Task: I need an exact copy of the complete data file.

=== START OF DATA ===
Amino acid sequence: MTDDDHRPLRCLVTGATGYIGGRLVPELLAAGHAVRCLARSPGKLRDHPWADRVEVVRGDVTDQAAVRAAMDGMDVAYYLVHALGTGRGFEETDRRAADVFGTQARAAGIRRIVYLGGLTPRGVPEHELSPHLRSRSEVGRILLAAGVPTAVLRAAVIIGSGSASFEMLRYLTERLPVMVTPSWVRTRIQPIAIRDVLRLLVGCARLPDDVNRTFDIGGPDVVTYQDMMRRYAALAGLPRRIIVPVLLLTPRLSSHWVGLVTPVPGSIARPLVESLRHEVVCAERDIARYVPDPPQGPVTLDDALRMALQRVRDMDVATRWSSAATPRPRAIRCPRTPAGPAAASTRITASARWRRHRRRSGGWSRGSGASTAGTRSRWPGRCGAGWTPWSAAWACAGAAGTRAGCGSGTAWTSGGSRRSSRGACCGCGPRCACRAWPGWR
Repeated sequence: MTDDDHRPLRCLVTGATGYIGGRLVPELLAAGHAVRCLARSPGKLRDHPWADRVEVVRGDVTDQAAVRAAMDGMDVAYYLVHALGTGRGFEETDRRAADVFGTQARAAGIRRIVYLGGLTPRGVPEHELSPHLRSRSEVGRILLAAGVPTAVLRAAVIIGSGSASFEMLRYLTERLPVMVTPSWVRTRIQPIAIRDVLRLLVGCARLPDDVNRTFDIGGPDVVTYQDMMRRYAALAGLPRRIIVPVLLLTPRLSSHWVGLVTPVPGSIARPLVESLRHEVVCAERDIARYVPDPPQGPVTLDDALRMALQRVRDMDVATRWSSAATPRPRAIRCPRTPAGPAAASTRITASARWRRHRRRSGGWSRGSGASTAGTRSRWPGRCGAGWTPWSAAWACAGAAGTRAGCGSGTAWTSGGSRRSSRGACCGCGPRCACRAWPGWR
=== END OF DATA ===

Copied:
Amino acid sequence: MTDDDHRPLRCLVTGATGYIGGRLVPELLAAGHAVRCLARSPGKLRDHPWADRVEVVRGDVTDQAAVRAAMDGMDVAYYLVHALGTGRGFEETDRRAADVFGTQARAAGIRRIVYLGGLTPRGVPEHELSPHLRSRSEVGRILLAAGVPTAVLRAAVIIGSGSASFEMLRYLTERLPVMVTPSWVRTRIQPIAIRDVLRLLVGCARLPDDVNRTFDIGGPDVVTYQDMMRRYAALAGLPRRIIVPVLLLTPRLSSHWVGLVTPVPGSIARPLVESLRHEVVCAERDIARYVPDPPQGPVTLDDALRMALQRVRDMDVATRWSSAATPRPRAIRCPRTPAGPAAASTRITASARWRRHRRRSGGWSRGSGASTAGTRSRWPGRCGAGWTPWSAAWACAGAAGTRAGCGSGTAWTSGGSRRSSRGACCGCGPRCACRAWPGWR
Repeated sequence: MTDDDHRPLRCLVTGATGYIGGRLVPELLAAGHAVRCLARSPGKLRDHPWADRVEVVRGDVTDQAAVRAAMDGMDVAYYLVHALGTGRGFEETDRRAADVFGTQARAAGIRRIVYLGGLTPRGVPEHELSPHLRSRSEVGRILLAAGVPTAVLRAAVIIGSGSASFEMLRYLTERLPVMVTPSWVRTRIQPIAIRDVLRLLVGCARLPDDVNRTFDIGGPDVVTYQDMMRRYAALAGLPRRIIVPVLLLTPRLSSHWVGLVTPVPGSIARPLVESLRHEVVCAERDIARYVPDPPQGPVTLDDALRMALQRVRDMDVATRWSSAATPRPRAIRCPRTPAGPAAASTRITASARWRRHRRRSGGWSRGSGASTAGTRSRWPGRCGAGWTPWSAAWACAGAAGTRAGCGSGTAWTSGGSRRSSRGACCGCGPRCACRAWPGWR